Extraditing 'Chapo' to US could take a year: Mexico

Laurent Thomet
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The verdict could result in life behind bars for Joaquin "El Chapo" Guzman, who was accused of smuggling tons of cocaine, heroin, methamphetamine and marijuana into the United States over a 25-year period

The verdict could result in life behind bars for Joaquin "El Chapo" Guzman, who was accused of smuggling tons of cocaine, heroin, methamphetamine and marijuana into the United States over a 25-year period (AFP Photo/ALFREDO ESTRELLA)

Mexico City (AFP) - Extraditing Joaquin "El Chapo" Guzman to the United States could take a year or more, Mexican authorities said Monday, while the slippery drug lord waits in the prison he previously escaped from.

While the government seeks to ship Guzman across the border, authorities have beefed up security at the Altiplano prison west of the capital, posting a military tank nearby and reinforcing cell floors with metal rods to prevent another tunnel.

The extradition bid comes as new details about Guzman's surprise meeting with Sean Penn in October emerged, with a newspaper publishing pictures apparently showing that the US actor was monitored by the authorities.

The effort to extradite him marks a reversal from President Enrique Pena Nieto's refusal to send Guzman to the United States prior to his July escape from the maximum-security facility.

Authorities launched the process on Sunday -- two days after his capture -- based on petitions from courts in California and Texas on charges that include drug trafficking and homicide.

Raul Benitez Manaut, a security expert at the National Autonomous University of Mexico, said the foreign ministry could potentially decide to authorize the extradition within days -- short-circuiting the appeal process.

"They will try to extradite him as fast as possible," Benitez told AFP.

But Jose Manuel Merino, the international affairs official at the attorney general's office, said it was also possible the process could last as a long as four to six years depending how hard Guzman's lawyers fight it through injunctions.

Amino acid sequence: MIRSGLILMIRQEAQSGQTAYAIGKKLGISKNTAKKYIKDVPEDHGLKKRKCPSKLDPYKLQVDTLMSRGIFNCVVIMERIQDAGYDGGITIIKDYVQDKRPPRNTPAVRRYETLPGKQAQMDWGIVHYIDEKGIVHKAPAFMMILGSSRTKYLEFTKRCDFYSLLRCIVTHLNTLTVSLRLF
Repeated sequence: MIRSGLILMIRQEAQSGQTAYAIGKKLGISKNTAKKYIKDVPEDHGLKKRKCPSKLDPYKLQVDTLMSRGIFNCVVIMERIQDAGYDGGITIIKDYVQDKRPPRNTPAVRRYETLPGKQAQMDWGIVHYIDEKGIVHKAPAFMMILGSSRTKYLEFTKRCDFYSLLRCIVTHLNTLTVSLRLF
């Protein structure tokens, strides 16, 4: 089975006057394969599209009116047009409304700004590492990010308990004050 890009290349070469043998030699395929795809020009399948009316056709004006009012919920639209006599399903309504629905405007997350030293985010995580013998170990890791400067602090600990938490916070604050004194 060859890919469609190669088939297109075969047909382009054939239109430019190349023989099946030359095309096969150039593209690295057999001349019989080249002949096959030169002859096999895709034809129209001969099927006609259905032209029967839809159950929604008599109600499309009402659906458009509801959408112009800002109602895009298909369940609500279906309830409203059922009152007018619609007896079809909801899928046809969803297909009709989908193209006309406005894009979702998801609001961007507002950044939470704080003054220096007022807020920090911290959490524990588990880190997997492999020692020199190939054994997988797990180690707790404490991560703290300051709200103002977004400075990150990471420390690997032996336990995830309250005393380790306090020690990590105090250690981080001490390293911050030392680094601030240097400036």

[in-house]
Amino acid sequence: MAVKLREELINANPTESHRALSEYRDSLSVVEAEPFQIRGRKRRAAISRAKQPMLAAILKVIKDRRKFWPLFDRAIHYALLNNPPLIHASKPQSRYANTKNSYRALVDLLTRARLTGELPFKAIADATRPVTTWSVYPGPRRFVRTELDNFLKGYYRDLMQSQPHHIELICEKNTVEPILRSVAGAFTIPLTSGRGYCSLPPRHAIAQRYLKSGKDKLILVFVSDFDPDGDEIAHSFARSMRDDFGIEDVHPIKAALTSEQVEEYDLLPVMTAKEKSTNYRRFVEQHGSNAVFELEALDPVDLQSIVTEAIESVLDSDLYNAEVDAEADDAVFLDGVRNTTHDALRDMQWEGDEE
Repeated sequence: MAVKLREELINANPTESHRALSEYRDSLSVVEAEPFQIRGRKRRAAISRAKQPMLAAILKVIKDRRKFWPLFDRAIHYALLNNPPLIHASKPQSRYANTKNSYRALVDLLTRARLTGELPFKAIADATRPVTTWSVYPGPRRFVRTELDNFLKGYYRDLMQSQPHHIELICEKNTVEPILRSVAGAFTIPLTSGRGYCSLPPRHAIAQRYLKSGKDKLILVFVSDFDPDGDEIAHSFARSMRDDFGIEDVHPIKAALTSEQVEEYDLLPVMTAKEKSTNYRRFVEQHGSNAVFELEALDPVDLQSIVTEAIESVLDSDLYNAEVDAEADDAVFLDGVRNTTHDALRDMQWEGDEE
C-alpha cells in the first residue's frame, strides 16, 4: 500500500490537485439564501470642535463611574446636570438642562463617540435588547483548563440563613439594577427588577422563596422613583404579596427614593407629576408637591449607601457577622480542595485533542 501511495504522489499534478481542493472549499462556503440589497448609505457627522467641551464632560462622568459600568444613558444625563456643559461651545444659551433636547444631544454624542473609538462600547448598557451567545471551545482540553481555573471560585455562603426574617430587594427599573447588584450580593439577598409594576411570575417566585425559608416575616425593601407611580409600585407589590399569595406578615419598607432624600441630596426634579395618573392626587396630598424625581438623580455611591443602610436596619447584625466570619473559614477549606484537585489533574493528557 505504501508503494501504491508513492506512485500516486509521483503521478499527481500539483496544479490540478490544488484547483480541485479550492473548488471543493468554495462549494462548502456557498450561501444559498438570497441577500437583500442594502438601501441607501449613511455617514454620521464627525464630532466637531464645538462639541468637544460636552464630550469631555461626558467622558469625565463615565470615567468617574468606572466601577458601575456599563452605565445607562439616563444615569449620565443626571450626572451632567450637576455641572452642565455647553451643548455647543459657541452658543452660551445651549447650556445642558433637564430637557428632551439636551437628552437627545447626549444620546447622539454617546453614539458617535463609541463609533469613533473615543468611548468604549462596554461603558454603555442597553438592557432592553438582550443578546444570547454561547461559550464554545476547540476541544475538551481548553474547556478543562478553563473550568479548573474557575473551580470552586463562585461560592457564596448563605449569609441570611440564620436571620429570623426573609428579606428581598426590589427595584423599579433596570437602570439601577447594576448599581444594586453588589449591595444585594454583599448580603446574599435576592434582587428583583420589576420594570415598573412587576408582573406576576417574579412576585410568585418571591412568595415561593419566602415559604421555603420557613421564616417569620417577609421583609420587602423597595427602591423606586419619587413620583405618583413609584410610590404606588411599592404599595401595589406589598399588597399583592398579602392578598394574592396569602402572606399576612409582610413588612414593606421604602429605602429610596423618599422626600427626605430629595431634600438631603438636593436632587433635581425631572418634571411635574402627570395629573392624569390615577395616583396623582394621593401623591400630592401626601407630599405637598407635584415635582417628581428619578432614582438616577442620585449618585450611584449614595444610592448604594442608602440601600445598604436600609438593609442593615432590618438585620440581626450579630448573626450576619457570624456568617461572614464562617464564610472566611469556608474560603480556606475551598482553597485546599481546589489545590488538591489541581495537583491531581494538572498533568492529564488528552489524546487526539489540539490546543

Guzman's lawyer, Juan Pablo Badillo, has vowed to launch a "tough" legal battle that could reach the Supreme Court.

"I could say as an estimate that it could be at least a year," Merino told Radio Formula.

Previously arrested in February 2014, it took Guzman just 17 months to escape from the Altiplano penitentiary after his henchmen dug a 1.5-kilometer (one-mile) tunnel that led to a hole in his cell shower's floor.

A dozen prison officials have been arrested over the escape.

Officials defended the decision to put him back in the same prison, saying security was beefed up.

"Everything has been done to avoid another escape," a federal official told AFP.

Guzman's escape humiliated Pena Nieto, who had vowed to keep him behind bars and put him on trial in Mexico even though the drug lord had already fled from another prison in 2001.

- Penn was monitored? -

While Guzman could face US justice, a Mexican official said the attorney general's office wants to question Penn and Mexican actress Kate del Castillo, who brokered his meeting with Guzman.

The newspaper El Universal published pictures on Monday showing that the two were apparently monitored prior to their interview with Guzman. The images are part of a Mexican intelligence report obtained by the daily.

Two photos, apparently taken from a distance, show a man resembling Penn and a woman, identified as Del Castillo, arriving at the airport in the western city of Guadalajara on October 2.

Another picture shows the pair greeting a man before taking a car that took them to an airstrip in the neighboring state of Nayarit, the newspaper said.

One of the two small planes they boarded is pictured, supposedly heading toward Guzman's hideout in northwestern Mexico.

Penn wrote in a Rolling Stone article published Saturday that he had received a "credible tip" that the US Drug Enforcement Administration "had indeed become aware of our journey to Mexico."

The US rock magazine posted an October 2 picture showing Penn shaking Guzman's hand during the meeting in an undisclosed jungle clearing in Mexico.

- Meeting led to capture -

Attorney General Arely Gomez said on Friday that Guzman had met with unnamed actors and producers to discuss making a biopic about himself, and that it was part of a "new line of investigation."

Authorities say Penn's meeting with Guzman helped them track down the Sinaloa drug cartel chief, who was nearly captured in a military raid in the state of Durango on October 6, four days after he saw the actors.

Guzman was finally captured on Friday in a raid that left five suspects dead in Los Mochis, a coastal city in the northwestern state of Sinaloa, six months after his prison break.

Legal experts have expressed doubt that Penn could face charges in the United States or Mexico.

White House chief of staff Denis McDonough told CNN that Penn's meeting with Guzman "poses a lot of interesting questions for him and others involved in this so-called interview. We'll see what happens."